British students stand to lose access to the EU's Erasmus exchange programme from next year, as talks over future UK participation go nowhere.
The Independent understands that negotiators have so far been unable to reach an agreement on the issue, which is being discussed alongside trade negotiations.
Chief negotiator Michel Barnier told MEPs in a closed meeting on Monday that the UK government was trying to "cherry-pick" elements from the programme, according to a source present.
Mr Barnier told the European Parliament's UK Coordinating Group that the EU was only prepared to accept Britain's full participation in Erasmus+.
Erasmus, which was established in 1987, allows students to study abroad elsewhere in Europe, with over 4,000 participating institutions on the menu.
A UK government official told The Independent that negotiations on the issue with the EU were "ongoing" and that "it would not be appropriate for us to pre-empt the outcome of these discussions".
But British officials say they are developing a UK-wide alternative to Erasmus as a "contingency measure" in case talks tail.
Preparing the ground for such a failure, funding for a replacement programme was included in the Chancellor's spnding review 2020, though no details are available about what it might involve.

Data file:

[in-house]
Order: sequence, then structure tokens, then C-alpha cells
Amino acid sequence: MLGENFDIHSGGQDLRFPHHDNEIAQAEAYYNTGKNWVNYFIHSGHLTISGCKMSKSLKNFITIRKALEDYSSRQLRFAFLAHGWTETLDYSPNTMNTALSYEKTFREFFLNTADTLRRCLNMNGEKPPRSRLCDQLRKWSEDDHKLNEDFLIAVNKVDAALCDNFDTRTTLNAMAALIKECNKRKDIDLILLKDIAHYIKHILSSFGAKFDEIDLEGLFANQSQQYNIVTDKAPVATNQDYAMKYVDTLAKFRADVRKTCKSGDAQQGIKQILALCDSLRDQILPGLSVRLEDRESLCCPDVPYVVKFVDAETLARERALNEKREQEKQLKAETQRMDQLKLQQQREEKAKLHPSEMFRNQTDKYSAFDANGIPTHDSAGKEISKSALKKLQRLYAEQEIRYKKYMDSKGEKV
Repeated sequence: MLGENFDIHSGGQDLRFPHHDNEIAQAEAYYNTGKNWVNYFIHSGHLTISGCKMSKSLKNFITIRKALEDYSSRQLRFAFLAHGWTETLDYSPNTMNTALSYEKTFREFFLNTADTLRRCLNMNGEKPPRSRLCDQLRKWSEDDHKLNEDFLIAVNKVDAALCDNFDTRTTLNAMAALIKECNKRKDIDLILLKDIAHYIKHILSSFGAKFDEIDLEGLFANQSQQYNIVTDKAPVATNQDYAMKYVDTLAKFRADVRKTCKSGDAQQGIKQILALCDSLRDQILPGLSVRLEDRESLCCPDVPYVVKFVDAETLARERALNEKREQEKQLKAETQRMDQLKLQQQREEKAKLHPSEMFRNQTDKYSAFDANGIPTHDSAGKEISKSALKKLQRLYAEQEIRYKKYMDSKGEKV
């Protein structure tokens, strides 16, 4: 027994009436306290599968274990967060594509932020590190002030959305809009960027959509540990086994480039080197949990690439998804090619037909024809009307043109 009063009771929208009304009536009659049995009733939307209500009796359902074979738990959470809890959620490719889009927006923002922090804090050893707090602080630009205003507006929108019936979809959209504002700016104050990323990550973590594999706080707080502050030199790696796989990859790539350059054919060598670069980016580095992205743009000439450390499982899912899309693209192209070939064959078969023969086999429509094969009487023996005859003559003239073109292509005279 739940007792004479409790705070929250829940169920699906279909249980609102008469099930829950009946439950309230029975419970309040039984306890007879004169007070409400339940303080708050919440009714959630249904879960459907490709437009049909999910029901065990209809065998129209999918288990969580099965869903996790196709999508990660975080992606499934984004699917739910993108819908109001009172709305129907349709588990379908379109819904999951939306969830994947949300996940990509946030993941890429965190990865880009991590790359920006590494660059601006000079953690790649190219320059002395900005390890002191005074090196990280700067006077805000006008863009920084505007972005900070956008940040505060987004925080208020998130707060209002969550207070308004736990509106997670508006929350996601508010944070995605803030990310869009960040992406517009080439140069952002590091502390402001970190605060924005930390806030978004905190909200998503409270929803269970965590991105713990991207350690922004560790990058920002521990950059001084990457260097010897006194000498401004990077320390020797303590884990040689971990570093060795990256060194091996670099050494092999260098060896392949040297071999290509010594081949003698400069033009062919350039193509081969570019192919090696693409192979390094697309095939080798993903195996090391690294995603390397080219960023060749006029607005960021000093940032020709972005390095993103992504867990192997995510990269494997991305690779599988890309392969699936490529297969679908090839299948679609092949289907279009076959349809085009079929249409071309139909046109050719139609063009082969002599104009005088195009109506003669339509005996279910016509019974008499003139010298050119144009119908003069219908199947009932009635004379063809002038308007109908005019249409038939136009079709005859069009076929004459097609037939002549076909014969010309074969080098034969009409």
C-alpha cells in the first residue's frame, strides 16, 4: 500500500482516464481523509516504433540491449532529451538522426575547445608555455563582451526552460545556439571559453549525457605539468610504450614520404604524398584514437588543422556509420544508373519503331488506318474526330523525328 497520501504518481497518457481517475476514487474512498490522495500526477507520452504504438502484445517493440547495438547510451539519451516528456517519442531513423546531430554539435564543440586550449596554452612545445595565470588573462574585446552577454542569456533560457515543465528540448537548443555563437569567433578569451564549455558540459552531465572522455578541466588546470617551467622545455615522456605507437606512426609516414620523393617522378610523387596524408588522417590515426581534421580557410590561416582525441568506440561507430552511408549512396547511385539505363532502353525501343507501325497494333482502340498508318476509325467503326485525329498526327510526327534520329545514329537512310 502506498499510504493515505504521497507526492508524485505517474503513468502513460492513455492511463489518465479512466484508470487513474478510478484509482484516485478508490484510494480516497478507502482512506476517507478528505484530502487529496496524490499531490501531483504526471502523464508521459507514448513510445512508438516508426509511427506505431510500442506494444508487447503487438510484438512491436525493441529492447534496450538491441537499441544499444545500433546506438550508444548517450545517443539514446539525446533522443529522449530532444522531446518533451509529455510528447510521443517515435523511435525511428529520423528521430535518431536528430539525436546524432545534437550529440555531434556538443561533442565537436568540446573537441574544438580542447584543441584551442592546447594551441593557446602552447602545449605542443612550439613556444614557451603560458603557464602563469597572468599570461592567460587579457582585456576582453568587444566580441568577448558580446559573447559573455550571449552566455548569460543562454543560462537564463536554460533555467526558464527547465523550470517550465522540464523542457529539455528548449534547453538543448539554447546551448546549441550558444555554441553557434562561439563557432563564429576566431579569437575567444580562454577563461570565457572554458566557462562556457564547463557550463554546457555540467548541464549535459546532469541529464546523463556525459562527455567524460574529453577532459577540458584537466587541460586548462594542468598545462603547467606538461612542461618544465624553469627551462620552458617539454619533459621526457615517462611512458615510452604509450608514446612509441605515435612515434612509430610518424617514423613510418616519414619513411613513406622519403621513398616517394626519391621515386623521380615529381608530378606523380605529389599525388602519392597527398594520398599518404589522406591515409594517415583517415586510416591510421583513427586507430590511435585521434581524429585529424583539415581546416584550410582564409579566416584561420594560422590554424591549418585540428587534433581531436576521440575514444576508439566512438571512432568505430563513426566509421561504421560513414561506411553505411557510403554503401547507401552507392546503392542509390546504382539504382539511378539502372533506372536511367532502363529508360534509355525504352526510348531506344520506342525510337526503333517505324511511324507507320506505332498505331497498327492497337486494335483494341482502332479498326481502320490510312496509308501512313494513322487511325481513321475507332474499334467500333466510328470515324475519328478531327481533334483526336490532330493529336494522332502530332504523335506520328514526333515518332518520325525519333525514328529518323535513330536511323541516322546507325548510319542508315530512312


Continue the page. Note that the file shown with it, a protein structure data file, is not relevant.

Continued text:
The existing Erasmus scheme is thought to be worth around £243m in income a year to the UK economy, and serves around 17,000 British young people.
In 2017, 16,561 UK students participated in the scheme, while 31,727 EU nationals from other countries came to study in Britain under it.
Education and business leaders said in March that dropping out of the programme would effectively blow a hole in the education sector and deprive young people of opportunities.
But with government priorities focused elsewhere, ministers have previously only said they would "consider options for participation in elements of Erasmus+ on a time-limited basis, provided the terms are in the UK’s interests”.
Universities UK says funding is still in place to the end of the Brexit transition period on 31 December and that "In effect, this means staff and students can complete mobility periods and receive funding up until the end of the 2021-22 academic year."
However, staff and students involved will still have to deal with whatever new immigration restrictions are imposed on the UK. There is currently no agreement on what this will entail, with around two weeks to go.
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